The effects of sugar have been much studied; many of the results are inconclusive. It’s definitely true that sugar provides the body with no nutrients, only calories. For this reason, sugar is known as an empty calorie food that should be eaten in moderation. The problem is that so many packaged and processed foods today contain such high amounts of sweeteners that the effects of sugar on the diets of many people are harmful.
If people fill up too much on sugary, low-nutrient foods it’s easy to not get enough healthy foods in the diet. A habit of eating a lot of sugar can also mean that people get used to having everything sweet; they often add too much sugar to otherwise healthy foods. For example, sugar is typically added to tomatoes, tomato sauce and ketchup. Sugar is a cheap food for manufacturers to use and it appears in salad dressings, peanut butter and many other foods. Sugar can be “hidden” in so many packaged, prepared and processed foods that it’s easy for many people to underestimate how much sugary food they’re actually consuming.
On top of the sugar-laced foods used in meals, most people also have desserts, soda and candy than contain mostly sugar. According to United States Department of Agriculture (USDA) guidelines, the limit of a person's daily sugar consumption, based on a 2,000 calorie diet, should be about 10 teaspoons (40 g). But USDA studies have shown that Americans average closer to 20 teaspoons (80 g) of sugar a day. One serving of soda has at least 10 teaspoons of sugar and some brands contain much more.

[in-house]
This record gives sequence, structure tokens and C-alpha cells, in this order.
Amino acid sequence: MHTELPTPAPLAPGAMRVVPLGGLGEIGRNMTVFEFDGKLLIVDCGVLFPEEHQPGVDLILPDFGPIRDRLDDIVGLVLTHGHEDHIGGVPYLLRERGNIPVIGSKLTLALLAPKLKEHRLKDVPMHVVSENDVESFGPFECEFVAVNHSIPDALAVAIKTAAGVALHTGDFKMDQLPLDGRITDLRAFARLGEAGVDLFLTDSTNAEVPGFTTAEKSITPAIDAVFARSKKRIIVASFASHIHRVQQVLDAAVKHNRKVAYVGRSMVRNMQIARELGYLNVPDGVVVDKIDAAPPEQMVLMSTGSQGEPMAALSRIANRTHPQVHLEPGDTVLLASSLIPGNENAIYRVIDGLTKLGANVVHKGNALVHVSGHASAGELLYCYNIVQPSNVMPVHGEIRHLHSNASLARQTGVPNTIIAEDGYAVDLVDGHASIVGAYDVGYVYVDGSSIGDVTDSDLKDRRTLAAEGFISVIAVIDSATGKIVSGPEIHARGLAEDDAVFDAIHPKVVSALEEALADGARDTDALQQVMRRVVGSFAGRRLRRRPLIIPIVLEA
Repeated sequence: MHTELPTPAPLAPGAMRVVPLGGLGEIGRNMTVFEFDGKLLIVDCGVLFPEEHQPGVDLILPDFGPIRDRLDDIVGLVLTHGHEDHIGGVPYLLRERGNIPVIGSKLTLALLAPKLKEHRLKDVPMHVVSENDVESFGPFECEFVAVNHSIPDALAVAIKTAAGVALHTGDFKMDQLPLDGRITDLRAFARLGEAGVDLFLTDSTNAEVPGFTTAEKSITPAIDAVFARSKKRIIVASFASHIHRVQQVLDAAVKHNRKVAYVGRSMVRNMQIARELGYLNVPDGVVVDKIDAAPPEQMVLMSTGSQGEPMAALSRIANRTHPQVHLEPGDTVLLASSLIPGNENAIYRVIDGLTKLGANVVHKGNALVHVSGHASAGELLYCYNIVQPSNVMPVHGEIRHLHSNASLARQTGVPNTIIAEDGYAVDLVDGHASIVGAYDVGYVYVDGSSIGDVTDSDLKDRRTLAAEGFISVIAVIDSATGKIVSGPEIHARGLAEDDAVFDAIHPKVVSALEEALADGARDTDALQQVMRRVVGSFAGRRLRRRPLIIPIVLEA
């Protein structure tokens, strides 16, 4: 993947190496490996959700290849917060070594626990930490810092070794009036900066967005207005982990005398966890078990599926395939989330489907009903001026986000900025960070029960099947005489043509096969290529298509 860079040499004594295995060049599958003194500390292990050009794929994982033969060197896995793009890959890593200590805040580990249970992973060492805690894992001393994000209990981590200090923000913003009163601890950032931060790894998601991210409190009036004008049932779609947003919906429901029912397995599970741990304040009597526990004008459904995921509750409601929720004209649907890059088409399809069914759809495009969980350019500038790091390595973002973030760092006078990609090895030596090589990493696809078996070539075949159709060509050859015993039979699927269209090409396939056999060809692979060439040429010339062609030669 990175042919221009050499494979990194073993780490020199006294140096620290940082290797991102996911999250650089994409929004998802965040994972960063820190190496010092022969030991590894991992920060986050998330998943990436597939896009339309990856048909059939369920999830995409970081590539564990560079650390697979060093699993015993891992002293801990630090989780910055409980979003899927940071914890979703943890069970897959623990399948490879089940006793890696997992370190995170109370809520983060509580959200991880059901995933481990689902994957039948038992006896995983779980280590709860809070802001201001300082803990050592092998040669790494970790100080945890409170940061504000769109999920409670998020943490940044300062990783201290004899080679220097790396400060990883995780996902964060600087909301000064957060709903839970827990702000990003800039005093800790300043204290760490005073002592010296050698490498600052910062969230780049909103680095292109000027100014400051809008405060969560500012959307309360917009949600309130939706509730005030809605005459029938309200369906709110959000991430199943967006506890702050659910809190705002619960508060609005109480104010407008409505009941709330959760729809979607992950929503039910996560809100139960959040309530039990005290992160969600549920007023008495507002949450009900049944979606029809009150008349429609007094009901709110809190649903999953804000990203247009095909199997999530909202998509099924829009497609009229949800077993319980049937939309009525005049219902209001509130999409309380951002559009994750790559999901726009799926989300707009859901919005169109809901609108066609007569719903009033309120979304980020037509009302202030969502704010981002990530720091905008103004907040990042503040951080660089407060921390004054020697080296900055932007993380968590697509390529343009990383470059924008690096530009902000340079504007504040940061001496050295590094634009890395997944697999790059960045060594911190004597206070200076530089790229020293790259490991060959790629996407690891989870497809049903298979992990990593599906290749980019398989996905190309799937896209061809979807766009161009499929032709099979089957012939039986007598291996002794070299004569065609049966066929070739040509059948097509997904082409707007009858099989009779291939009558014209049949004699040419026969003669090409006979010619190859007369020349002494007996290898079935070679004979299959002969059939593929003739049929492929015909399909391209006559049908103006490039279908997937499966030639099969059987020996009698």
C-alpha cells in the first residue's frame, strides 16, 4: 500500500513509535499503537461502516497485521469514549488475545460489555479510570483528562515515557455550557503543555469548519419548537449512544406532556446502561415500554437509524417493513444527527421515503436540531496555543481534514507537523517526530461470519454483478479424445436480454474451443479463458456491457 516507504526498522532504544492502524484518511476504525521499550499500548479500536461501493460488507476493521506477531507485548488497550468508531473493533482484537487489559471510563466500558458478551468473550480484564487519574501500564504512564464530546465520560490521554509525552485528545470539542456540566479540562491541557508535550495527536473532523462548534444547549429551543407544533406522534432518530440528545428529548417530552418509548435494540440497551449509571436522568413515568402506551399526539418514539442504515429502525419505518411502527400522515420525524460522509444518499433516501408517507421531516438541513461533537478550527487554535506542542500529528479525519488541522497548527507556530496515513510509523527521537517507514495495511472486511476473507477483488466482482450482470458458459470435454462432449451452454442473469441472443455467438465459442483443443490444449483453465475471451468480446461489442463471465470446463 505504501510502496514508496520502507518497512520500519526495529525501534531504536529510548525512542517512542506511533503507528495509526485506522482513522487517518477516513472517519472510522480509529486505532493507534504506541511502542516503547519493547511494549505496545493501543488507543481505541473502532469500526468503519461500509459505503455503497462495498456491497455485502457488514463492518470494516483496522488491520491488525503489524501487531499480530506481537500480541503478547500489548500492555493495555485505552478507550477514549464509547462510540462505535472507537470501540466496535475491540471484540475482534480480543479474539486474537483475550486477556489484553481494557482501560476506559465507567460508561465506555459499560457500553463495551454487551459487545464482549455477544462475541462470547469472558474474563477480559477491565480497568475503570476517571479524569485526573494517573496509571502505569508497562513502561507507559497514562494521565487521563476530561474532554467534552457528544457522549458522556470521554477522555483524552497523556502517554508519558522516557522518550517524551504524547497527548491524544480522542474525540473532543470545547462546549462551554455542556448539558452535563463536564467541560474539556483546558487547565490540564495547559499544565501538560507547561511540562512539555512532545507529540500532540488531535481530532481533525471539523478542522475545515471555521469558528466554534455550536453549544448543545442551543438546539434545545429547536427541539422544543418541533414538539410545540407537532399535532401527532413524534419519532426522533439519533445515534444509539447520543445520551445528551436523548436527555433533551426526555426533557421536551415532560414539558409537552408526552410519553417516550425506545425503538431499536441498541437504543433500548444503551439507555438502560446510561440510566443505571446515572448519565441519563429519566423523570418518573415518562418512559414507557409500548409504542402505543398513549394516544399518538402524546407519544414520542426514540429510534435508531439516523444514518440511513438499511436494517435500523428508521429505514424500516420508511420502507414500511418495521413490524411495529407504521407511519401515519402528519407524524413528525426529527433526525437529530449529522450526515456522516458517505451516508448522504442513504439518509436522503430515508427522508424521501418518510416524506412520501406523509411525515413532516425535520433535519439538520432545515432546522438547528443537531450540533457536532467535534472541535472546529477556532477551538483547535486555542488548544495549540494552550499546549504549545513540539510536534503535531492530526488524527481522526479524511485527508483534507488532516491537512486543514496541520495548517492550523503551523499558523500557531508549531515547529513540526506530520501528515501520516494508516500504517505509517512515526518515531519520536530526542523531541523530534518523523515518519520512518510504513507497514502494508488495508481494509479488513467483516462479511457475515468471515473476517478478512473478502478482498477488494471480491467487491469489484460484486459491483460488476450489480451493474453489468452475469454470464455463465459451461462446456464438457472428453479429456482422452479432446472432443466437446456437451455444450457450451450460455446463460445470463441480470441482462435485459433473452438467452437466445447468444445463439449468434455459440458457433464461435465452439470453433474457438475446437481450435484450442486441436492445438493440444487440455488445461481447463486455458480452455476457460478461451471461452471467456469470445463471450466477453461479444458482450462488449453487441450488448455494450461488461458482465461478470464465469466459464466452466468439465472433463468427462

While sugar consumption doesn't cause diabetes, it does complicate it. Diabetics can't process sugar properly because it causes the sugars in their blood to be either too high (hypoglycemia) or too low (hyperglycemia). The wide swings in high and low blood sugars can cause serious health problems, such as blindness, loss of limbs and coma. Glucose, or sugar, tolerance tests are given when doctors suspect patients have diabetes. In a glucose tolerance test, the body’s sugar level is tested after an individual drinks a sugary substance.
Studies of the effects of sugar on behavior date back to 1922. Since then, many studies have been done on hyperactivity or attention deficiency hyperactivity disorder (ADHA) and the effects of sugar in children. Mostly, these results are inconclusive.
Sugar consumption has been shown to cause tooth decay. It’s important to note that other foods can also rot teeth if adequate brushing and flossing aren’t done. Foods leave bacteria on the teeth that can cause cavities. Brushing and flossing the teeth should be done after meals. Eating too much sugar can cause weight gain that may lead to obesity.